A year after slashing Everglades funding, Florida lawmakers appear poised to give some back.
House and Senate budget negotiators this week agreed to set aside some $30 million for restoration projects. That’s still $10 million short of Gov. Rick Scott’s request but a major leap from the zero the Senate had initially penciled in.
Environmental groups praised the move as a positive sign, saying they were cautiously optimistic that it signaled a change in direction from last year’s tough session, when lawmakers and Scott gutted Everglades and conservation land-buying programs, state growth management rules and other long-standing regulations.
Now, they’re keeping their fingers crossed the trend will continue with a still-bigger target — a Senate bill that would lift spending caps lawmakers last year placed on the state’s five water management districts, which are largely funded by property tax revenue.
The Florida Conservation Coalition calculated that the cap, placed on property tax rates that supply much of the districts’ revenues, wound up shriveling budgets by nearly 40 percent, or $700 million. The law also shifted oversight of the agencies’ spending to the Legislature.
Eric Draper, executive director of Audubon of Florida, said that even legislative leaders acknowledge that last year’s measure went too far, threatening to cut into the districts’ “core missions” of providing flood protection and a supply of clean water to the public and natural systems like the Everglades.
Senate Budget Chairman JD Alexander, R-Lake Wales, acknowledged the ripple effects had run deeper than desired. The South Florida Water Management District, which oversees Everglades restoration, has tapped reserve funds to cover shortfalls, a strategy that will work only in the short-term.
Alexander said he helped put the new bill together “because I felt like we needed to take another look at it and find a more sustainable policy. There are reserves that are just a bit out of balance and I think, longer term, that in order to meet the water resource needs, the water boards must keep the state waters clean.”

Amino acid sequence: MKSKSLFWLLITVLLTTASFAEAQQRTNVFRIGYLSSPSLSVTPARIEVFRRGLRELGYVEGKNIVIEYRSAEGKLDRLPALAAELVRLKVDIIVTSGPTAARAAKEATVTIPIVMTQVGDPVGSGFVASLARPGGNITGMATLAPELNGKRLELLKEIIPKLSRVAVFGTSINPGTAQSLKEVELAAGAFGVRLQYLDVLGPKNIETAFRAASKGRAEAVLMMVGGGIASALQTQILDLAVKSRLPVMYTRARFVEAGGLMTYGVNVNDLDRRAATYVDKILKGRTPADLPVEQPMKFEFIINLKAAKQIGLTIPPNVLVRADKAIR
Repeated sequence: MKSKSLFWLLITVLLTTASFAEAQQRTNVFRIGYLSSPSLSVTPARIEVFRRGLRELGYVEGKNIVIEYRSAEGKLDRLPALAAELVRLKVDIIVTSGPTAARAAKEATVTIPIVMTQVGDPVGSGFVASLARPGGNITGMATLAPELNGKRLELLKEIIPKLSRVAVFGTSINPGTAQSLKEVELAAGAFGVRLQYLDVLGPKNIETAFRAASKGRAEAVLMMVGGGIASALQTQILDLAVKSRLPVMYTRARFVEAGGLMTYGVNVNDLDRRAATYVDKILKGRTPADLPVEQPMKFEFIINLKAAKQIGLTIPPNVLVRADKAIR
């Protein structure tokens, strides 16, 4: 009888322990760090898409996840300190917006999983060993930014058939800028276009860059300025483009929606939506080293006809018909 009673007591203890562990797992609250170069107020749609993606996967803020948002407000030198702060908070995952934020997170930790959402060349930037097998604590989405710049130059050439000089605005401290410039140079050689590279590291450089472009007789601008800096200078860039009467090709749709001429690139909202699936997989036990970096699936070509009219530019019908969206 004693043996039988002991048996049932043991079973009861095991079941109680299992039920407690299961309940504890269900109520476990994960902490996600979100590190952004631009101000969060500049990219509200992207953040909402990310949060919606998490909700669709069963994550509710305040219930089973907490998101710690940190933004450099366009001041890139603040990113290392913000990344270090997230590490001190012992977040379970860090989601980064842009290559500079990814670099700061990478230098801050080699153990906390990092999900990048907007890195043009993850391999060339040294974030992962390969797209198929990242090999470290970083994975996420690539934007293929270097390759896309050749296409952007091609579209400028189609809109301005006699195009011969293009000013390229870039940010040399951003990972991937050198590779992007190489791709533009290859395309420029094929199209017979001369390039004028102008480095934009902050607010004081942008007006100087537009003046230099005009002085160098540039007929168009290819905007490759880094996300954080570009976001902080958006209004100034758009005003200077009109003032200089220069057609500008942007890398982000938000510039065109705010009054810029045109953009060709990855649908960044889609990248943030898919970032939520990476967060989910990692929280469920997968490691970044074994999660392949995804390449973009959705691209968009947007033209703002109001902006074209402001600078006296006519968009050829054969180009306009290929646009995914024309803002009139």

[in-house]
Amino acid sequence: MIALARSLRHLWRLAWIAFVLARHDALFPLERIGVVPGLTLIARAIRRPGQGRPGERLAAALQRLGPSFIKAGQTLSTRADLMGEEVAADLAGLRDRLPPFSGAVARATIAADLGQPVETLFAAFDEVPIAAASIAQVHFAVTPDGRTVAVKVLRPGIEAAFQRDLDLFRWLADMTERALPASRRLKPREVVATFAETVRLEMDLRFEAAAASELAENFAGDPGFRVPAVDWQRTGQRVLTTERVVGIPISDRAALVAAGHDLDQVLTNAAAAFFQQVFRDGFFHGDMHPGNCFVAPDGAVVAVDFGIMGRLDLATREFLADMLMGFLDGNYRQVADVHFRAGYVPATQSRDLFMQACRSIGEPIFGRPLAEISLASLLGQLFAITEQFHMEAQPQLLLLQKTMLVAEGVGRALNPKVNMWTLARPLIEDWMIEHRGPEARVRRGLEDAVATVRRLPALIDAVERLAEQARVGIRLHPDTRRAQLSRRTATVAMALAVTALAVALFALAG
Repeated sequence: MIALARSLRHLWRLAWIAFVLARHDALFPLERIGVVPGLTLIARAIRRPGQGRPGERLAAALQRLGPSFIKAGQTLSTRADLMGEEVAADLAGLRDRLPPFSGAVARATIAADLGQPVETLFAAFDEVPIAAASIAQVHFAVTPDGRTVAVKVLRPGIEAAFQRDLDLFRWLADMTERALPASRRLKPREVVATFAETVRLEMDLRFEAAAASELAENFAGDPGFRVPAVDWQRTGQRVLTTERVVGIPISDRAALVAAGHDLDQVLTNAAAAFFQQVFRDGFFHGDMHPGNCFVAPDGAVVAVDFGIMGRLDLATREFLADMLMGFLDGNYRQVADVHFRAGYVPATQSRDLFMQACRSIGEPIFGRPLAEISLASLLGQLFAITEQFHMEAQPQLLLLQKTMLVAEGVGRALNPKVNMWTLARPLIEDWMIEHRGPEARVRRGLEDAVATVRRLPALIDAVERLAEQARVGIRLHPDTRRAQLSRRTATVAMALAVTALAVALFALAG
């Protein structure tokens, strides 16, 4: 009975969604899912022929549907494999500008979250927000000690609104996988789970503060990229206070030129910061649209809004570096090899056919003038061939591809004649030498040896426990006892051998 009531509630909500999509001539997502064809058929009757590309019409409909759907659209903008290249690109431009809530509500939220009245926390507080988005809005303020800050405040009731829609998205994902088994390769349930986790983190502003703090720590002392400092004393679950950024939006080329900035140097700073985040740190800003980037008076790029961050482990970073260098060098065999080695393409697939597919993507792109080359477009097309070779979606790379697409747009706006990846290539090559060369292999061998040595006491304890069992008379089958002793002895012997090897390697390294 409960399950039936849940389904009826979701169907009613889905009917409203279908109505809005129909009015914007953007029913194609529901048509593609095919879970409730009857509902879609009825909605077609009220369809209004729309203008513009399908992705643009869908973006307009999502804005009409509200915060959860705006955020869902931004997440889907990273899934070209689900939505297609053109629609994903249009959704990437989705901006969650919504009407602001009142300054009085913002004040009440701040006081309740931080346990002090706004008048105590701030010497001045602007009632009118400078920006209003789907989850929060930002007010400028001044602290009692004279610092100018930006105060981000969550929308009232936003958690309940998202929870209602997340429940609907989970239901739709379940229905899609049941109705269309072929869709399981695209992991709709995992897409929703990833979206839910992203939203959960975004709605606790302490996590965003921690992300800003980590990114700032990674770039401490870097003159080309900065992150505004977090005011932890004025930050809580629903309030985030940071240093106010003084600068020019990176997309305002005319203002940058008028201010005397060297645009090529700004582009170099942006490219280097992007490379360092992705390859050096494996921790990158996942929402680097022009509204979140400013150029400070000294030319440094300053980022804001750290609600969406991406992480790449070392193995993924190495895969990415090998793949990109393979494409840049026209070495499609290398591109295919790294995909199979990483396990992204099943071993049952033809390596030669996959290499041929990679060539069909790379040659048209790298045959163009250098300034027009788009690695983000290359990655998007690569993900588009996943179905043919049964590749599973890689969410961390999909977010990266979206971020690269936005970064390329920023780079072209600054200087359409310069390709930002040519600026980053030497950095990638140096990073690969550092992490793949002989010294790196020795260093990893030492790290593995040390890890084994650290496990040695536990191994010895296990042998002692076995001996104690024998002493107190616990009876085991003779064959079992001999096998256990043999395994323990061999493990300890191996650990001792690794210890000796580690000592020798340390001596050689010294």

While the bill would lift the caps on spending, it also leaves a final review of the district’s budget largely to lawmakers — a provision environmentalists hope to see removed. They’re supporting a proposal by Scott that largely restores the system that existed before last year’s changes, leaving oversight of the districts under the governor, who also appoints their governing boards.
Kirk Fordham, chief executive officer of the Everglades Foundation, said legislative authority only injects more politics into efforts to maintain funding for Everglades restoration and cleanup projects already expected to take decades.
“We certainly don’t want to see the process become pork-barreled where, from session to session, you have a new committee chair that wants to put projects in his own backyard,” Fordham said. “You can’t provide long-term planning with that.”
But lawmakers also may be reluctant to give up newly won control over the districts, agencies that collect hundreds of millions of dollars in property taxes and have pursued expensive projects or land-buys without legislative approval.
Under Gov. Charlie Crist, the South Florida Water Management District sought an audacious $1.75 billion deal to buy out the sprawling empire of the U.S. Sugar Corp. The deal, heavily criticized by lawmakers, was eventually downsized to a $197 million land purchase of 26,800 acres.
But some environmental groups have questioned whether the Legislature’s power grab will stand up under court challenge, saying the system of independent districts was established in the state Constitution.
Environmentalists are banking on beefed up support to repair some of the losses from last session.
The Florida Conservation Coalition — created in November under the leadership of Bob Graham, a former Democratic governor and U.S. senator, and a number of influential former state executives — has made the water management rollback a priority.
They also give some credit to Scott, who told conservation groups in January that he had learned a lot in his first year and was vowing to make Everglades issues a priority.
With the state under pressure from federal judges, the governor last year outlined a plan to expand the network of artificial marshes used to reduce the amount of farm pollution flowing into the Everglades. Negotiations with federal agencies continue over the state plan, which was significantly smaller than one proposed by the U.S. Environmental Protection Agency.
Scott followed up by proposing $40 million in restoration funding in his budget. That’s still down from a peak of $100 million to $200 million in annual state funding during the administration of former Gov. Jeb Bush but double what Scott proposed the previous year. Scott’s budget proposal also included $15 million for Florida Forever but lawmakers have not yet allocated anything for the land-buying program in their roughly $70 billion proposals.
“It does make a difference by him putting it out there,” Draper said.